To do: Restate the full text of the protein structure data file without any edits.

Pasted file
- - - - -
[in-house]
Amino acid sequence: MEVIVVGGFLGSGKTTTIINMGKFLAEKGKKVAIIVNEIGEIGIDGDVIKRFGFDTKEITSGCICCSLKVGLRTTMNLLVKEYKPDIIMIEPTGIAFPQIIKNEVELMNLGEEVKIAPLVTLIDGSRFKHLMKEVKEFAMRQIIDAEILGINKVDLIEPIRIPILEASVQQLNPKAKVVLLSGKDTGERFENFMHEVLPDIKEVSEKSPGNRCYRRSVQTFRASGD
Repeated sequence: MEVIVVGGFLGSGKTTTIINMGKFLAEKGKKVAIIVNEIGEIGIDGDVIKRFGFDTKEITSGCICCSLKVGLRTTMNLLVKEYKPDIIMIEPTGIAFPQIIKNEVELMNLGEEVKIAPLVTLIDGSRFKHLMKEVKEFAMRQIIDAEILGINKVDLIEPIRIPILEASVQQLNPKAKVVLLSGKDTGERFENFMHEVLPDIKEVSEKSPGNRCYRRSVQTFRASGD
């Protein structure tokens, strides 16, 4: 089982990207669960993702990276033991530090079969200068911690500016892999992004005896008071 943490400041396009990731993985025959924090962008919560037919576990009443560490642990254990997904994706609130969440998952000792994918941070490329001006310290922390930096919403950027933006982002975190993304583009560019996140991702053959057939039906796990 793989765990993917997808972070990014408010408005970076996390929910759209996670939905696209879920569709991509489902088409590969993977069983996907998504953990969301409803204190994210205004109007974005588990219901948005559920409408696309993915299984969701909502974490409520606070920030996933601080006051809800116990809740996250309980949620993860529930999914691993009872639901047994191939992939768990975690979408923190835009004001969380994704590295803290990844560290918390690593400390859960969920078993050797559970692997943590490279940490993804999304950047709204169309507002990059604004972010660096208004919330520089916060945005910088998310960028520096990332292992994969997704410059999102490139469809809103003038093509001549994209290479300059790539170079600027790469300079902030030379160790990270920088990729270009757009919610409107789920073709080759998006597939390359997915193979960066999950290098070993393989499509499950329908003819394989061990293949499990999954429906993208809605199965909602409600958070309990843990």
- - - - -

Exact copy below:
[in-house]
Amino acid sequence: MEVIVVGGFLGSGKTTTIINMGKFLAEKGKKVAIIVNEIGEIGIDGDVIKRFGFDTKEITSGCICCSLKVGLRTTMNLLVKEYKPDIIMIEPTGIAFPQIIKNEVELMNLGEEVKIAPLVTLIDGSRFKHLMKEVKEFAMRQIIDAEILGINKVDLIEPIRIPILEASVQQLNPKAKVVLLSGKDTGERFENFMHEVLPDIKEVSEKSPGNRCYRRSVQTFRASGD
Repeated sequence: MEVIVVGGFLGSGKTTTIINMGKFLAEKGKKVAIIVNEIGEIGIDGDVIKRFGFDTKEITSGCICCSLKVGLRTTMNLLVKEYKPDIIMIEPTGIAFPQIIKNEVELMNLGEEVKIAPLVTLIDGSRFKHLMKEVKEFAMRQIIDAEILGINKVDLIEPIRIPILEASVQQLNPKAKVVLLSGKDTGERFENFMHEVLPDIKEVSEKSPGNRCYRRSVQTFRASGD
């Protein structure tokens, strides 16, 4: 089982990207669960993702990276033991530090079969200068911690500016892999992004005896008071 943490400041396009990731993985025959924090962008919560037919576990009443560490642990254990997904994706609130969440998952000792994918941070490329001006310290922390930096919403950027933006982002975190993304583009560019996140991702053959057939039906796990 793989765990993917997808972070990014408010408005970076996390929910759209996670939905696209879920569709991509489902088409590969993977069983996907998504953990969301409803204190994210205004109007974005588990219901948005559920409408696309993915299984969701909502974490409520606070920030996933601080006051809800116990809740996250309980949620993860529930999914691993009872639901047994191939992939768990975690979408923190835009004001969380994704590295803290990844560290918390690593400390859960969920078993050797559970692997943590490279940490993804999304950047709204169309507002990059604004972010660096208004919330520089916060945005910088998310960028520096990332292992994969997704410059999102490139469809809103003038093509001549994209290479300059790539170079600027790469300079902030030379160790990270920088990729270009757009919610409107789920073709080759998006597939390359997915193979960066999950290098070993393989499509499950329908003819394989061990293949499990999954429906993208809605199965909602409600958070309990843990």